MaryAlice McCubbins, RN, MSN, TNS, CPNP, served in the U.S. Air Force for 22 years and retired as a lieutenant colonel. During her service, she always worked in pediatric nursing because where there is a military presence, there are military families, she says. As the mother of five adopted children and four stepchildren, she is a natural pediatric nurse. By combining her love of children and passion for nursing, McCubbins has been working in a dream job as a Washington University nurse practitioner in the department of surgery at St. Louis Children’s Hospital, where she works as a bridge between trauma patients and various inpatient and outpatient units throughout the hospital. In honor of EMS Week, From the Bedside focuses on one of the many caregivers who care for the patients EMS personnel see on the frontlines before bringing them to St. Louis Children’s Hospital.

I’ve always loved children, and after my husband and I married, we took on five foster children, whom we later adopted. My husband already had four children. Today, our oldest is 36 and our youngest is 19, and we have 12 grandchildren. Our adopted children were all emotionally challenged and faced deficits from neglect, but they’ve made it through.

Our oldest (adopted) son died six years ago. I believe this has helped me in my work with patients and families. I’ve lived their nightmare and on occasion can say I’ve been there before. Nobody prepares you for the loss of a child; there is no book, and it’s different in each case.

Trauma is just not something you plan for. I really hope to be that advocate for the patient and family who don’t know the questions to ask. The patients I work with have often been in terrible accidents, and not only are they shocked to be in the hospital, but so are their families. Their worlds are turned upside down. We have many families who are facing multiple challenges with their child in the hospital, and life is still happening around them.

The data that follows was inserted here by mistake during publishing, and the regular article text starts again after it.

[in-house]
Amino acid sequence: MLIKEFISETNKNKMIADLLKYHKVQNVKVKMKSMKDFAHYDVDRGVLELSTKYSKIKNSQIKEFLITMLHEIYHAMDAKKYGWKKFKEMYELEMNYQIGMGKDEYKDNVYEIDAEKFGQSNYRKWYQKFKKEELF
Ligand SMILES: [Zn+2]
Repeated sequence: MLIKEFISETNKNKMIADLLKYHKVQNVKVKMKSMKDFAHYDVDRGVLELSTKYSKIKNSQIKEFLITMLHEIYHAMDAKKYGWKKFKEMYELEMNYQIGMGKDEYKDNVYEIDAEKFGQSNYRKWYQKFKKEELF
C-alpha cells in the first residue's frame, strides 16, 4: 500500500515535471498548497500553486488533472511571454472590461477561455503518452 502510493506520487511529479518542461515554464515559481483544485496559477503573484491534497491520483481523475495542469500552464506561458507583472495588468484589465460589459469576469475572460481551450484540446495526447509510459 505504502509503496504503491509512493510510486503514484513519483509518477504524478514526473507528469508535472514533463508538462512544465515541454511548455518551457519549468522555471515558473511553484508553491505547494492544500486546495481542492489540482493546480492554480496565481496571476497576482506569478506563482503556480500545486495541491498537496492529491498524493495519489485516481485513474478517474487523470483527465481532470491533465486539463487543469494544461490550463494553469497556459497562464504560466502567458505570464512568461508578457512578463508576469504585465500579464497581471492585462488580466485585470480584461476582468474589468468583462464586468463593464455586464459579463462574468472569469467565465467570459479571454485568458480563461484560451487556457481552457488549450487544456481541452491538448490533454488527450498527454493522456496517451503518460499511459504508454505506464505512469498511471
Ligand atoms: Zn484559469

My role at St. Louis Children’s Hospital is to follow patients from the ER to inpatient units, through rehabilitation and until they are home. I call myself the history keeper because many times after a child leaves the ER, the staff isn’t aware of what has happened once a child has left . I also do a follow-up when a child visits outpatient areas and sometimes after they’ve gone home. I’m lucky to see how kids are doing every step of the way and act as the bridge between the hospital and the patients and family.

I see so many different types of patients and many who face devastating injuries.  I recently had one family who was driving from Louisiana to Nebraska and was in an accident near Cape Girardeau. They were transferred here, and we had two kids in the ICU, two on another floor and one child in another room. The kids were fluent in English as was mom, but extended family members were not. We had so many services involved and tried to provide that bridge that connected everything. Those are the families I just love to wrap my arms around. Being able to bring kids to a kids’ hospital is the way to go, and I’m so proud to be a part of what we do here at St. Louis Children’s Hospital.